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Creating Racial Justice Within the Criminal Justice System

Creating Racial Justice Within the Criminal Justice System

The United States has mishandled policing and crime accountability for hundreds of years, especially with drug offenses. There are currently 5,000 people in the United States serving a sentence of life without possibility of parole for a non-violent drug offense.

A significant portion of these sentences is residual from the crack epidemic of the 1980s, which was handled not as an epidemic, but as a crime problem. Today, the COVID-19 pandemic has again exposed the federal government’s incompetence with regard to handling a disease of this magnitude.

In the midst of the United States’ greater reckoning with racial injustice, criminal justice reform deserves a large focus.

Criminal Sentencing, Trial Taxes and Mandatory Minimums

As the number of people sentenced in the United States has skyrocketed in recent years — up to seven times more people were incarcerated in 2012 as in 1972 — the sentencing itself has become harsher. When faced with a serious charge, the accused person is often given a choice: face trial, or take a plea deal, which may involve becoming a state witness.

For a variety of reasons, including believed innocence or concerns for safety, the accused person may be apt to reject the offer from the prosecution and exercise their 6th Amendment right to a free and fair trial by a jury of their peers; this, however, comes with a consequence known as a “trial tax.”

According to the American Bar Association, a “trial tax” is when a prosecutor may elect to bring more serious charges against a criminal defendant who rejects a plea deal and elects to proceed toward trial. This may disproportionately affect Black and brown communities, as fears of retaliation or harsher sentencing by juries may make this decision more difficult.

By taking a plea deal out of fear or intimidation, innocent people are likely to be placed in jails or prisons and contribute to the rising population of people who have been incarcerated. There are other factors, such as the House Bill 5210, or the Anti-Drug Abuse Act of 1988 passed under President Ronald Reagan, which revised the federal-level criminal code to revoke probation or parole of any person found to be in possession of a controlled substance.

A previous bill introduced had attempted to eliminate the parole system entirely. Mandatory minimum sentencing, which removes a judge’s discretionary powers, has furthered the exponential rise in the amount of people sentenced to jail or prisons.

Lowering Three-Strike mandatory minimums will restore judicial discretion, allowing for more appropriate sentencing. Many crimes that currently require a mandatory-minimum sentence are ones that cannot be blanket-sentenced, and removing judicial discretion forces a judge’s hand when sentencing, leading to clearly disproportionate prison sentences, drives the number of incarcerated people higher.

Cannabis-Related Offenses

The MORE Act of 2019which is not without controversy, would de-schedule cannabis from the Controlled Substances Act. Cannabis is currently a Schedule I drug in the United States and has, according to the government, no recognized medicinal properties and the highest potential for abuse — for context, methamphetamines and cocaine are currently a Schedule II drugs and considered to have a lesser potential for abuse.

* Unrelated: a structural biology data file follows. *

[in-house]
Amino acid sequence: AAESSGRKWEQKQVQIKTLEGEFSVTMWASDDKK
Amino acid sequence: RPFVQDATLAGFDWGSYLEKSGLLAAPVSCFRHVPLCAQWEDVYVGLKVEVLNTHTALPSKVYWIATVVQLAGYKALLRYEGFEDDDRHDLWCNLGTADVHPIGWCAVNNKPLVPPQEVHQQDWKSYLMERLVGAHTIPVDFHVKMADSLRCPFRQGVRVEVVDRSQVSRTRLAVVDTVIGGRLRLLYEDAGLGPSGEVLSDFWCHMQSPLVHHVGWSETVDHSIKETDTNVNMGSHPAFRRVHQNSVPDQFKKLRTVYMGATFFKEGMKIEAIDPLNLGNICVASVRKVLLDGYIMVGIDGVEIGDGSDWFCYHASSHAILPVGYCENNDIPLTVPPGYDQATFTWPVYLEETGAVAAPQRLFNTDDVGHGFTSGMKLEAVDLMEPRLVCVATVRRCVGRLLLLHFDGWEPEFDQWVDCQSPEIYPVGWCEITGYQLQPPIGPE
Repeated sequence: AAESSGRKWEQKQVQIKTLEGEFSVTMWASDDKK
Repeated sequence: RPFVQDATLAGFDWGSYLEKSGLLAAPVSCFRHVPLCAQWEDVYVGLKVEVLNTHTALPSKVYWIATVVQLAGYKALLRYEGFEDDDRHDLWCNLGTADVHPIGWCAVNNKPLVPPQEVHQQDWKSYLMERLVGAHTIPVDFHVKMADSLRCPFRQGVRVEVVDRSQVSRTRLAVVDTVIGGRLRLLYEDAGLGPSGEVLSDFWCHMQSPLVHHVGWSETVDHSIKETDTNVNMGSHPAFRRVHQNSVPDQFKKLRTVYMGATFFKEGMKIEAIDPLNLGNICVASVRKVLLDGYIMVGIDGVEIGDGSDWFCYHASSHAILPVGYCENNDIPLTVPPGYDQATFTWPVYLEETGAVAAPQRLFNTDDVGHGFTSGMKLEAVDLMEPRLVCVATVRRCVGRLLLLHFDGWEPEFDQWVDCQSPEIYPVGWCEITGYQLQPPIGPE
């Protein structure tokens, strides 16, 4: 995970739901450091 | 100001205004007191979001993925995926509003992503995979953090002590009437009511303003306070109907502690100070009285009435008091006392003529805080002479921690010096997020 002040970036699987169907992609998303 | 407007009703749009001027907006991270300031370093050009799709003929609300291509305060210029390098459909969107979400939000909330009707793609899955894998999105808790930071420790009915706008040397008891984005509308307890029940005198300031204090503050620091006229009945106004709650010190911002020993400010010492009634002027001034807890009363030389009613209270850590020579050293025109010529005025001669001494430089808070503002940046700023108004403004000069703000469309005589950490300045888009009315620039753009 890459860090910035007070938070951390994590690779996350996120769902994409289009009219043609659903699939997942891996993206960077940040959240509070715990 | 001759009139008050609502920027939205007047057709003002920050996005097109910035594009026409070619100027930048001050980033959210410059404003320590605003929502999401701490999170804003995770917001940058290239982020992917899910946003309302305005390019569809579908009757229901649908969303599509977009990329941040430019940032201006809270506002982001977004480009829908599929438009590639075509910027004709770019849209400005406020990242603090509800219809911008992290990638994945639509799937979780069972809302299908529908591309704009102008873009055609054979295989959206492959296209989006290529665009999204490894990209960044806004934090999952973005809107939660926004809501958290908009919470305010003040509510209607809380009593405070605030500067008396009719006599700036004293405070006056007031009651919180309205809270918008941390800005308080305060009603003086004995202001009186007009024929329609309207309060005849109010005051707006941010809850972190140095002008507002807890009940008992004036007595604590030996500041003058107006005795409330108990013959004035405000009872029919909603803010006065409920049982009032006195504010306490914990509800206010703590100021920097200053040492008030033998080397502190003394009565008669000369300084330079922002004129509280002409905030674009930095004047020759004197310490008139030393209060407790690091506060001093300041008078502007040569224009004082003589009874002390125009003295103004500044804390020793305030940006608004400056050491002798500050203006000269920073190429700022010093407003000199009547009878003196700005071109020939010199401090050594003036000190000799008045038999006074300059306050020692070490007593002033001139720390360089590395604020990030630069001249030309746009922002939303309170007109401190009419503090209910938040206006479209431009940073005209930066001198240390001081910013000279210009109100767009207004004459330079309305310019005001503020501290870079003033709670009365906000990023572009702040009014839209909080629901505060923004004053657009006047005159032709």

The bill has the potential to bring economic justice to historically excluded communities by adding a 5% tax on legal cannabis sales to fund criminal and social reform projects; the bill may also serve to reduce the burgeoning population of those incarcerated, allowing sentencing-review hearings for those already convicted of federal-level cannabis offenses and expungement for those already released.

The Cost of Incarceration

The United States spends, by government calculations, at least $80 billion per year to house the 2.3 million people who are incarcerated.

This figure does not include the economic growth lost by removing the prospect of entrepreneurial activity of those incarcerated, the increased likelihood that their families will lose out on economic growth without that person’s income, or the detrimental loss of a potential positive role model in the community that has a ripple effect throughout the younger populations.

Abolishing private prisons, which serve shareholder interests by incarcerating as many people as possible for forced labor, will rectify a horror within the criminal justice system. By continuing to allow a for-profit prison industry, any aims of reducing the number of incarcerated people are ineffective and misguided.

Any industry that necessitates maintaining a large prison population will run counter to any efforts to reduce that same population. The private prison industry pays incarcerated peoples well below minimum wage for petty labor with the explicit goal of turning a profit on human bodies.

Criminal justice reform: Avenues Towards Justice

Redirecting funds away from PR-focused police policies, such as implicit bias training, diversity initiatives, and body cameras, toward community-focused outreach projects would serve to solve an issue before it begins. Redirecting funds comprehensively into providing support for those recently released can have a significant impact on lowering reincarceration rates.

These funds can manifest in community support groups such as halfway houses, which house people recently released and help ease the adjustment back into free society. The community groups can contact potential employers to assist the individual in achieving financial independence in a safe and productive capacity.

 

 

Tags: Racism, culture